Mosquito Net Care and Use
Even though this is the dry season as we close out the first quarter of 2016, malaria continues to be a major concern with 665 of the 1,839 patient visits or 36% resulting in a diagnosis of malaria. Over 75% of those affected were children. Dr. Chris and the Community Health team continued to hold frequent Malaria Health Education sessions on the proper use and care of mosquito nets, mosquito dangers from standing water, and treatment of bites in all 36 communities. Every home visit now includes a net check. A heavy deworming program also continued in February and March treating 15,239 people.
Our other major effort this quarter continued to be completion of the new Medical Center facility. Building Goodness Foundation in Virginia has been supporting our work to design and construct this new space for almost 3 years. We started with two goals beyond having a world class, purpose built facility; 1) to support the local ecomony by maximizing the use of local labor and local suppliers, and 2) to equip and train local workers so that when our facility was completed they could go to their next job.with valuable skills and good tools. The plan was for BGF to have a full-time, on-site project manager during the whole construction period and then have mission teams of master craftsmen -engineers, carpenters, plumbers,and electricians on-site for one to three week periods to guide and train at each major phase of construction. Travel restrictions and health concerns during the ebola crisis significantly impacted acheiving these goals. We worked with weekly conference calls, emailed sketches and photos for over a year with a bit more rework than planned for over a year.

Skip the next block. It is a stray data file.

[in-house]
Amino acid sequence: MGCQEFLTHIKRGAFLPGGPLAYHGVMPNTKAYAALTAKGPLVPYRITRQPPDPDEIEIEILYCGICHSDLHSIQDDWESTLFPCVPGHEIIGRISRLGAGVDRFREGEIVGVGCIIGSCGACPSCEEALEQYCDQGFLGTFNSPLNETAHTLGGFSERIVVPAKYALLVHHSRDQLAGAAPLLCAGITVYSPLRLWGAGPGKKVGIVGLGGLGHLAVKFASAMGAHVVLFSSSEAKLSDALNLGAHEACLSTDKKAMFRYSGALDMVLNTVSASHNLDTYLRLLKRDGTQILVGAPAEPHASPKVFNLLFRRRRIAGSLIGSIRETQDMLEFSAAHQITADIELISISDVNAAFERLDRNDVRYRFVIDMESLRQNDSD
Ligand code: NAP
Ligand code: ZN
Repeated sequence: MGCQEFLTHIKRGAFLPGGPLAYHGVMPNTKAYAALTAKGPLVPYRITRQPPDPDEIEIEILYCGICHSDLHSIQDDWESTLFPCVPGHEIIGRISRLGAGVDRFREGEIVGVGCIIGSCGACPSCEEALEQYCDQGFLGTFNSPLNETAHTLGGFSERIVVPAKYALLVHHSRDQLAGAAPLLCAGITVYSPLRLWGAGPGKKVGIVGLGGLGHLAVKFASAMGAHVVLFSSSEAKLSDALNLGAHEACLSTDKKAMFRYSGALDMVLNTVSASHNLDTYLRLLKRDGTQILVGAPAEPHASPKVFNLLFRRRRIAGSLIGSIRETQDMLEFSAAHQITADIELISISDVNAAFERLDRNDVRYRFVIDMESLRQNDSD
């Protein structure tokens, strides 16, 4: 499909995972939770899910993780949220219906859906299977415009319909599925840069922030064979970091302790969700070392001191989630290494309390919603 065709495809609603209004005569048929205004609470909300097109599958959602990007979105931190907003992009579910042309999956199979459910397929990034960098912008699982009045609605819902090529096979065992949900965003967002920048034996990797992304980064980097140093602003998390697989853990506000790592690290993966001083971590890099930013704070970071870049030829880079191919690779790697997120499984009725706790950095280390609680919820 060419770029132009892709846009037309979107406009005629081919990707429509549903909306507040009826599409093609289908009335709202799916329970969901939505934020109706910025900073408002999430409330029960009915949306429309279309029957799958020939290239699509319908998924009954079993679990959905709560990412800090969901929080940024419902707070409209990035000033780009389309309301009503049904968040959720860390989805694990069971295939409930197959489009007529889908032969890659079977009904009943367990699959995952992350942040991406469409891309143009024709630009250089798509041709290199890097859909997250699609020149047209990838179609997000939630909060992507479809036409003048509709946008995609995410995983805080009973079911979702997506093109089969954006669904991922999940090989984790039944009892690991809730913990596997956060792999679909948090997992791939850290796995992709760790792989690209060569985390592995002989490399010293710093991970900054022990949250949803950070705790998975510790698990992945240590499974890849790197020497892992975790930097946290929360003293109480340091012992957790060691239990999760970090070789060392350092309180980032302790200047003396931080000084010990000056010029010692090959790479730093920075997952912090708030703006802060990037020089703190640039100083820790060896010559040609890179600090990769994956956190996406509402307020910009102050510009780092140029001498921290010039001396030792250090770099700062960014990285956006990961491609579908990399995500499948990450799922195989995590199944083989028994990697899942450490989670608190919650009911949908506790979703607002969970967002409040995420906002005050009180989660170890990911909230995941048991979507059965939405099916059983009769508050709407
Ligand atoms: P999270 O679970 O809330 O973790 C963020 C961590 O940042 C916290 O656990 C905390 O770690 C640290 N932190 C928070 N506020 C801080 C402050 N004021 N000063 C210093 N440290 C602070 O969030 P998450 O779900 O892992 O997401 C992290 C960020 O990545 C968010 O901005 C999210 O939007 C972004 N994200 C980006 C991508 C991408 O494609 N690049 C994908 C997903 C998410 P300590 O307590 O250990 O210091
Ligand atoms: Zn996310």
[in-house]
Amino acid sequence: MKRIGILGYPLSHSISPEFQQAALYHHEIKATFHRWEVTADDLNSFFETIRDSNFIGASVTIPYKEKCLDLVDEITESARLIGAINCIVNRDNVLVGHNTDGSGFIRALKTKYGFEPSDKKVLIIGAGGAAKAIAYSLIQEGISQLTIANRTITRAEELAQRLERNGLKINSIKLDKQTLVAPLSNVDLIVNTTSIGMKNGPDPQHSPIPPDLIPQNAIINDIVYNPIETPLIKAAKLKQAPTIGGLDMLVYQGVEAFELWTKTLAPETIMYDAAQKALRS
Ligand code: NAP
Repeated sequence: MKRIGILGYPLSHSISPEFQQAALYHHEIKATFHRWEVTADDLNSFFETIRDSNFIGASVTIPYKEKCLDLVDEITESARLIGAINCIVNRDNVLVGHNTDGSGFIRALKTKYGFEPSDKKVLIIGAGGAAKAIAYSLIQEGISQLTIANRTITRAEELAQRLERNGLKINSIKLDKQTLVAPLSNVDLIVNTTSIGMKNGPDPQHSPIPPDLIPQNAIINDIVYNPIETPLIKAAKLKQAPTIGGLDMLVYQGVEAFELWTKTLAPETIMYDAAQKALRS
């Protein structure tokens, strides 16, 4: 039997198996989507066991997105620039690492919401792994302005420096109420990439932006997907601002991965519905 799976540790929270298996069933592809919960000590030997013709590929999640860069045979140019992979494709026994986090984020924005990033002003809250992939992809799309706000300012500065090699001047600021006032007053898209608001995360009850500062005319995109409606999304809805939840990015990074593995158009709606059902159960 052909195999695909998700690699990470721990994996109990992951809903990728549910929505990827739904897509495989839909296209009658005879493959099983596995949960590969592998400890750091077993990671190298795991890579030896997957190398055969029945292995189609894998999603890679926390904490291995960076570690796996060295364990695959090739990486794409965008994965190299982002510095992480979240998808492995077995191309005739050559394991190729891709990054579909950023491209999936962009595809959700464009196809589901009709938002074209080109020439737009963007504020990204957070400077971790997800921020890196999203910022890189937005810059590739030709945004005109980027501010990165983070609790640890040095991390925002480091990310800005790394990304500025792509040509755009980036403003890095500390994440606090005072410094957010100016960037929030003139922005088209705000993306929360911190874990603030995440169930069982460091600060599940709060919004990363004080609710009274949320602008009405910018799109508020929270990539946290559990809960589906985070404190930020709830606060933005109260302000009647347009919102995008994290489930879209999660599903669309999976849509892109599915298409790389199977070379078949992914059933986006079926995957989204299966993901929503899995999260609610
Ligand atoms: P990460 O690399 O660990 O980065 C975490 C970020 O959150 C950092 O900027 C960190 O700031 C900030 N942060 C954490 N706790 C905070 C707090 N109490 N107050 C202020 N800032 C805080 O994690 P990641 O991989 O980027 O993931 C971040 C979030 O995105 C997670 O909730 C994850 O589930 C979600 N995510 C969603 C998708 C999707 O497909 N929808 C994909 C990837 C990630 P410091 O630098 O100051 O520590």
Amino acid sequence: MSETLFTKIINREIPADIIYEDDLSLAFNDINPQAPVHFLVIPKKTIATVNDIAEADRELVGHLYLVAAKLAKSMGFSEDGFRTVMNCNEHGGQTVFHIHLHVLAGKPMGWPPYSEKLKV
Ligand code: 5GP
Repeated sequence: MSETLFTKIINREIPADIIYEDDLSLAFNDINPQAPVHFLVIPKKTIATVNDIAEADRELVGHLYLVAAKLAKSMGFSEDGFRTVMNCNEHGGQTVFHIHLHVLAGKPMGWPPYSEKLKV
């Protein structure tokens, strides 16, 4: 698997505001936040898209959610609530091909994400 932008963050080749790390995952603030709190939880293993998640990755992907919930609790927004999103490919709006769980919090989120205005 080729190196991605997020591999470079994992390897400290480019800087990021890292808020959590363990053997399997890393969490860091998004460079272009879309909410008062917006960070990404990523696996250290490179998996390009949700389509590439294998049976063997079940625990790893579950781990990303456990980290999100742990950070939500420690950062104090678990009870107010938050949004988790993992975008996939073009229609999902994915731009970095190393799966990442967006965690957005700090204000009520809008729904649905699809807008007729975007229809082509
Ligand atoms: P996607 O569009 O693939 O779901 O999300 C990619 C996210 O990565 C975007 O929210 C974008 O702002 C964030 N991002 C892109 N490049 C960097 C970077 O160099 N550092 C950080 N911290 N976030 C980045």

Finally, at the beginning of January Project Manager Michael Anello travelled to Liberia to supervise the final finishing phase. He arrived with a long list of projects including final grading of the site; installing windows, doors, gates, and ceiling paneling; completing masonry work including terrazzo tile walls, flooring and countertops; selecting and installing cabinets; painting inside and out; building an incinerator designed to handle medical waste; installing the diesel generator; completing the well/septic/plumbing and water tower; completing and testing electric, solar and HVAC systems and installing computer data cabling; completing the roof and purchasing and installing rain barrels; and building an ebola compliant patient triage center.
We are delighted to report that when he departed on April 8 all of the projects were complete except the triage building, which will be completed next week. The new Waterfield Primary Care Center (named after a very gernerous donor family) stands on a hill, painted a rainbow of colors, reflecting every bright hope for this new community resource. With perfect timing we have received a very large donation of surplus medical furniture, equipment and supplies from Save the Children who are closing the local Ebola Treatment Facility. We are working with the Ministry of Health for certification of the facility by the end of June.
President Ellen Sirleaf, a strong supporter of our work in Kakata, is scheduled to visit tomorrow. As excited as we are about the future, there is still a long list of things we need to be fully operational in the new facility, the most critical of which is trained staff. We are happy to report that the Community Health Workers we sent to Ghana for training are doing well and should be home in time to assume new jobs in the clinic. Our focus now shifts to staffing and equipping.
Thank you for your continuing support!